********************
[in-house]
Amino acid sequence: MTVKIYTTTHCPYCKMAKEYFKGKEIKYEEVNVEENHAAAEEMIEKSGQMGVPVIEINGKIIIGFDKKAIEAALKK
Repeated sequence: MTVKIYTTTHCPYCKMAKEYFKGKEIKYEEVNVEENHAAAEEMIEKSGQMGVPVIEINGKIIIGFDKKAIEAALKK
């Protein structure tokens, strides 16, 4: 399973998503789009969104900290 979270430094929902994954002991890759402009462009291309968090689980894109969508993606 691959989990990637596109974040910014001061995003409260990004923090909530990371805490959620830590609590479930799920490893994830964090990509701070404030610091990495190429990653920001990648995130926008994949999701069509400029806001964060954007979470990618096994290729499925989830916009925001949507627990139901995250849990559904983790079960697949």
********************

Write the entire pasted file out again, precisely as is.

[in-house]
Amino acid sequence: MTVKIYTTTHCPYCKMAKEYFKGKEIKYEEVNVEENHAAAEEMIEKSGQMGVPVIEINGKIIIGFDKKAIEAALKK
Repeated sequence: MTVKIYTTTHCPYCKMAKEYFKGKEIKYEEVNVEENHAAAEEMIEKSGQMGVPVIEINGKIIIGFDKKAIEAALKK
């Protein structure tokens, strides 16, 4: 399973998503789009969104900290 979270430094929902994954002991890759402009462009291309968090689980894109969508993606 691959989990990637596109974040910014001061995003409260990004923090909530990371805490959620830590609590479930799920490893994830964090990509701070404030610091990495190429990653920001990648995130926008994949999701069509400029806001964060954007979470990618096994290729499925989830916009925001949507627990139901995250849990559904983790079960697949």